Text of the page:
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Events and Presentations

Public events and public presentations often draw large audiences, either during the event itself or after when it is shared or posted publicly. Keep inclusivity in mind when delivering a presentation or sharing it after the fact. Plan to provide the presentation in a variety of formats, so it is accessible for a broad audience.

General Tips for Presentations

Accessible PowerPoint Slides

  • Use the State of Vermont or Department templates that are formatted with accessibility features. This helps to limit what you need to change to be more accessible.
  • Designing your slides for people with dyslexia generally makes them better for everyone. Get design guidance in this video.
    • Don’t use animations and slide transitions. They are visually distracting and are not considered accessible.
    • Limit the text on the slide and have plenty of space around the text.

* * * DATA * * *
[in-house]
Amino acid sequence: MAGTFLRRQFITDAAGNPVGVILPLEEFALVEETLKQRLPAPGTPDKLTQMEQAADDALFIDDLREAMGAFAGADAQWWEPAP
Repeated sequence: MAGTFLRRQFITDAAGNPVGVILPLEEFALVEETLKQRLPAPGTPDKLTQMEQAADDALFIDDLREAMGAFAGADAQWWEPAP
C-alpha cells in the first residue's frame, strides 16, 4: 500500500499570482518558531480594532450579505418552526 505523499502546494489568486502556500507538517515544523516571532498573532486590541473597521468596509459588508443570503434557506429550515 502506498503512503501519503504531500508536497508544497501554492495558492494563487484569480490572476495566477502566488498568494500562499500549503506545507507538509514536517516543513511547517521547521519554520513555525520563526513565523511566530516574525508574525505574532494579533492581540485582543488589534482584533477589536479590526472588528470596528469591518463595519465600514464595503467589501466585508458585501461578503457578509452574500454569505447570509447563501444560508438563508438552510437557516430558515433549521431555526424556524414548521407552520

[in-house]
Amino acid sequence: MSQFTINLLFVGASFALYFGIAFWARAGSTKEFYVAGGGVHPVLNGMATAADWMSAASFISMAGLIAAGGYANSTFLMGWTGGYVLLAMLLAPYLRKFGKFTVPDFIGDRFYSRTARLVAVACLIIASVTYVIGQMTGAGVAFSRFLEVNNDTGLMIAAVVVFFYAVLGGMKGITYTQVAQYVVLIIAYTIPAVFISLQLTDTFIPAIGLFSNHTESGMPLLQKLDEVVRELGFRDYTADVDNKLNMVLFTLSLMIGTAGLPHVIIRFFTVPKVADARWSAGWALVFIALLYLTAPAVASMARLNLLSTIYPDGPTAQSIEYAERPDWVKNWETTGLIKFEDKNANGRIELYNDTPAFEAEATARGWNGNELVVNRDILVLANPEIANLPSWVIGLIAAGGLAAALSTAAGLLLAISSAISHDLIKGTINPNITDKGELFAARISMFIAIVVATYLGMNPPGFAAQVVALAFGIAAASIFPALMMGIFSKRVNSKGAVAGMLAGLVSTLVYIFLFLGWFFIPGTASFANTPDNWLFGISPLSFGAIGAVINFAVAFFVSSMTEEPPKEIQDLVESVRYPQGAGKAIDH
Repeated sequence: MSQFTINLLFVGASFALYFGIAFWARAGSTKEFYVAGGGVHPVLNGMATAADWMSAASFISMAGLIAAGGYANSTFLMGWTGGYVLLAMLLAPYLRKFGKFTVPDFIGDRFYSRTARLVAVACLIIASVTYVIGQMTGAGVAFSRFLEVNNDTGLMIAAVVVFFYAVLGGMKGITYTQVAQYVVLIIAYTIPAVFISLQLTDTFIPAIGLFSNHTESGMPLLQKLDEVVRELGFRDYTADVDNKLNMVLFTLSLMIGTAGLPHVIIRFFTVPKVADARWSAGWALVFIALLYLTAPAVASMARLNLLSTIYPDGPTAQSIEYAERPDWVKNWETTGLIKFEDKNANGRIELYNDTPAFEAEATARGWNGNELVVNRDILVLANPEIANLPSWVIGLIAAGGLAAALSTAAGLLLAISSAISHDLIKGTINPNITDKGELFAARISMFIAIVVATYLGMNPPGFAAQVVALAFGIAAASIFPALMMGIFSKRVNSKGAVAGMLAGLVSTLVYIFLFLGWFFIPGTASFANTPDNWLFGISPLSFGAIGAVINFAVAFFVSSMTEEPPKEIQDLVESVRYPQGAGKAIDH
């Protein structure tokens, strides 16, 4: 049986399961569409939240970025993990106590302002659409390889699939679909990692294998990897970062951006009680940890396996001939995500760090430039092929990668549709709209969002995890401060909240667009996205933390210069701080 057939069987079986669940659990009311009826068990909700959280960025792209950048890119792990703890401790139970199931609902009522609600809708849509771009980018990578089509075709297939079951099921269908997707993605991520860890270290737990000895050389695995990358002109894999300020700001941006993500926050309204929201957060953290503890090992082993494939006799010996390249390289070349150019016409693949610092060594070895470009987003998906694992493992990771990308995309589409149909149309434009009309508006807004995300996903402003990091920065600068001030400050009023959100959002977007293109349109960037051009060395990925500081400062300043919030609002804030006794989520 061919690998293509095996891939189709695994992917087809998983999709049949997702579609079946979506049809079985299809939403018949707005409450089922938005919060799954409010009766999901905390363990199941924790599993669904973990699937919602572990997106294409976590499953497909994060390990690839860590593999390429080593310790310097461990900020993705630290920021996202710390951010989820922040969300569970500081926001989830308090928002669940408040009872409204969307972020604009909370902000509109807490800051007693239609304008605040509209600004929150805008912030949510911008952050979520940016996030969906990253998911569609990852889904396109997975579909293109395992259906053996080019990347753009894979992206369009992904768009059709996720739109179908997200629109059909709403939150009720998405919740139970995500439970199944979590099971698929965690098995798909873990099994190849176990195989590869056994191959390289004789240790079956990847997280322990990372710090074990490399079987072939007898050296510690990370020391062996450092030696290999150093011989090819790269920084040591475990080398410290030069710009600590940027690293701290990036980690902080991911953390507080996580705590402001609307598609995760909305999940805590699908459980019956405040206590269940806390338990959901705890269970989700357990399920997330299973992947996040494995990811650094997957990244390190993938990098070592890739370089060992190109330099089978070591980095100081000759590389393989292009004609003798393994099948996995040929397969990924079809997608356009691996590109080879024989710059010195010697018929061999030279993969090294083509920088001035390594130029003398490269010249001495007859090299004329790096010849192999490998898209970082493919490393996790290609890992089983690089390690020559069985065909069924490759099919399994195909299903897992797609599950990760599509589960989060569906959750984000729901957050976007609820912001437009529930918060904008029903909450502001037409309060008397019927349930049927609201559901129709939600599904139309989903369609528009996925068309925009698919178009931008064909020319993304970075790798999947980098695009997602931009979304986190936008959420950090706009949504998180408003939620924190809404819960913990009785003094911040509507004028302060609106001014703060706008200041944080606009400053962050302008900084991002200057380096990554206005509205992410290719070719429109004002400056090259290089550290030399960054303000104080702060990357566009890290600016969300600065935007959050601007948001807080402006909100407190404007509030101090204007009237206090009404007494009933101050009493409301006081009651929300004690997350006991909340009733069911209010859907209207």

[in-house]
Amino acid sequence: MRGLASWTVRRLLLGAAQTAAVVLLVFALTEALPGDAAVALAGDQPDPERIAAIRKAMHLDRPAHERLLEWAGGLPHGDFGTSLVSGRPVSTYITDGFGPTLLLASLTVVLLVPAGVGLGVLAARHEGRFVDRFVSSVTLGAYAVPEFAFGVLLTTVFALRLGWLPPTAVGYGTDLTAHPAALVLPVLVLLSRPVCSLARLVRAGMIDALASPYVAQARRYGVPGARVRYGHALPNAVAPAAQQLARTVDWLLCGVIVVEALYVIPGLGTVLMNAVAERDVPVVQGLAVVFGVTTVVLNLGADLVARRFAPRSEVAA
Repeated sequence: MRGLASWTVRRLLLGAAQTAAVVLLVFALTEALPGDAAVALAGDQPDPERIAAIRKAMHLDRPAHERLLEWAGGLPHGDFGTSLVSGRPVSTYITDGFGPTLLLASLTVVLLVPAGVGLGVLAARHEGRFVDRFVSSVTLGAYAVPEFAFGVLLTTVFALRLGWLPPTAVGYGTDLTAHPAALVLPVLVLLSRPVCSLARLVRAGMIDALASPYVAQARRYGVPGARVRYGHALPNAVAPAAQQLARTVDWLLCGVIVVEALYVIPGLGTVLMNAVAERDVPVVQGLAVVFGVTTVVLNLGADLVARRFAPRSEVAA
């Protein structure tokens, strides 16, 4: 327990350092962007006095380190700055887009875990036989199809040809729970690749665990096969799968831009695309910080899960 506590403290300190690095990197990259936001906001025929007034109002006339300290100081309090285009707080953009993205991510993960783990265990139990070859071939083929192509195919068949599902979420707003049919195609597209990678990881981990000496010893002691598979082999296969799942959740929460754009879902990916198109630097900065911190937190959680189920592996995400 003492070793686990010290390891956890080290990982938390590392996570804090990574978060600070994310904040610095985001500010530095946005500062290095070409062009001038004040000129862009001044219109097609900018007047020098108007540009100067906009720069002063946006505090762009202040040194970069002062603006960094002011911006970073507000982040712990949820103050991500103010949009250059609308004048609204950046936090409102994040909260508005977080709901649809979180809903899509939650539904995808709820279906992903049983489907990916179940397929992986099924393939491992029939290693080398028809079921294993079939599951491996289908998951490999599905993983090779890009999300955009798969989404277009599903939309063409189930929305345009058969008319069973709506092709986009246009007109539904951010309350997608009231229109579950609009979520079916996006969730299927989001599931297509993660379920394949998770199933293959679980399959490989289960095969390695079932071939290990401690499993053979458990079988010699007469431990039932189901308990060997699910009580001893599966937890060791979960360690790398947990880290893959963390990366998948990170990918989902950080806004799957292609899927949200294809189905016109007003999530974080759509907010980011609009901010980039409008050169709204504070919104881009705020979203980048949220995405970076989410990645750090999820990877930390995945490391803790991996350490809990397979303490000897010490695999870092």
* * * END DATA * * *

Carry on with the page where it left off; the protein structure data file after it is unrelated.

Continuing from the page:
• Use sans serif fonts and avoid italics, all caps or underlining for emphasis.
    • Use pictures to emphasize the text.
    • Give every slide a unique title. 
  • Use accessible colors and check your color contrast. Don’t use color as the only way to communicate information. Get more information in the color section.
  • Add alternative text to images, charts, and any visuals. Find out how to improve image accessibility. Review this 6-part video tutorial for how to create accessible PowerPoint presentations. 
  • Use the Accessibility Checker in PowerPoint.
  • Verify the reading order of the elements on your slides. When you verify the reading order of your presentation, users who rely on assistive technology such as screen readers will receive the content in the order you intend. Learn how to adjust your reading order in this video.